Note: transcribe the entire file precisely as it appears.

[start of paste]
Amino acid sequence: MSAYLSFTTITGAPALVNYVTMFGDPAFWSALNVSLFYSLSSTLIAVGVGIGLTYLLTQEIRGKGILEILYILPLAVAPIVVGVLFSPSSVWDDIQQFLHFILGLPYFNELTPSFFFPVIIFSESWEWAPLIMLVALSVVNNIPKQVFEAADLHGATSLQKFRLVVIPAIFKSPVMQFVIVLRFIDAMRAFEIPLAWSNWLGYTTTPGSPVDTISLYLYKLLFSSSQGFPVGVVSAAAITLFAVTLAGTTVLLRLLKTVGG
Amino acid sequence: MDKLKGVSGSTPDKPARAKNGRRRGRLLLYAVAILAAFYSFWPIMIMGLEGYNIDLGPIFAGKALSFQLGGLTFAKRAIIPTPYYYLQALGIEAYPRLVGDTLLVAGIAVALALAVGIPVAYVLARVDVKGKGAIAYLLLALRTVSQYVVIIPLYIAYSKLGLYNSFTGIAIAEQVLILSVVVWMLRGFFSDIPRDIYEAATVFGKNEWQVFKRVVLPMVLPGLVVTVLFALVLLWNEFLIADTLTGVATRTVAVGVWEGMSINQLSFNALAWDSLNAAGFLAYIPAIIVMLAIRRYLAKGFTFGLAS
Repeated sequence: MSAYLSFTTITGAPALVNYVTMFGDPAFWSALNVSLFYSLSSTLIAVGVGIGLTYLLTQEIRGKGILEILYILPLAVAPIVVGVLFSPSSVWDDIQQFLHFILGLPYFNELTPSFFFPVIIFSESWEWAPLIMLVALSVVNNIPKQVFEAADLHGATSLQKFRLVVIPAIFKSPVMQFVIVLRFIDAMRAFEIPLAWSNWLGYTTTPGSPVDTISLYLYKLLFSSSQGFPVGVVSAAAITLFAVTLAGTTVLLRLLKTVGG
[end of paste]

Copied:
Amino acid sequence: MSAYLSFTTITGAPALVNYVTMFGDPAFWSALNVSLFYSLSSTLIAVGVGIGLTYLLTQEIRGKGILEILYILPLAVAPIVVGVLFSPSSVWDDIQQFLHFILGLPYFNELTPSFFFPVIIFSESWEWAPLIMLVALSVVNNIPKQVFEAADLHGATSLQKFRLVVIPAIFKSPVMQFVIVLRFIDAMRAFEIPLAWSNWLGYTTTPGSPVDTISLYLYKLLFSSSQGFPVGVVSAAAITLFAVTLAGTTVLLRLLKTVGG
Amino acid sequence: MDKLKGVSGSTPDKPARAKNGRRRGRLLLYAVAILAAFYSFWPIMIMGLEGYNIDLGPIFAGKALSFQLGGLTFAKRAIIPTPYYYLQALGIEAYPRLVGDTLLVAGIAVALALAVGIPVAYVLARVDVKGKGAIAYLLLALRTVSQYVVIIPLYIAYSKLGLYNSFTGIAIAEQVLILSVVVWMLRGFFSDIPRDIYEAATVFGKNEWQVFKRVVLPMVLPGLVVTVLFALVLLWNEFLIADTLTGVATRTVAVGVWEGMSINQLSFNALAWDSLNAAGFLAYIPAIIVMLAIRRYLAKGFTFGLAS
Repeated sequence: MSAYLSFTTITGAPALVNYVTMFGDPAFWSALNVSLFYSLSSTLIAVGVGIGLTYLLTQEIRGKGILEILYILPLAVAPIVVGVLFSPSSVWDDIQQFLHFILGLPYFNELTPSFFFPVIIFSESWEWAPLIMLVALSVVNNIPKQVFEAADLHGATSLQKFRLVVIPAIFKSPVMQFVIVLRFIDAMRAFEIPLAWSNWLGYTTTPGSPVDTISLYLYKLLFSSSQGFPVGVVSAAAITLFAVTLAGTTVLLRLLKTVGG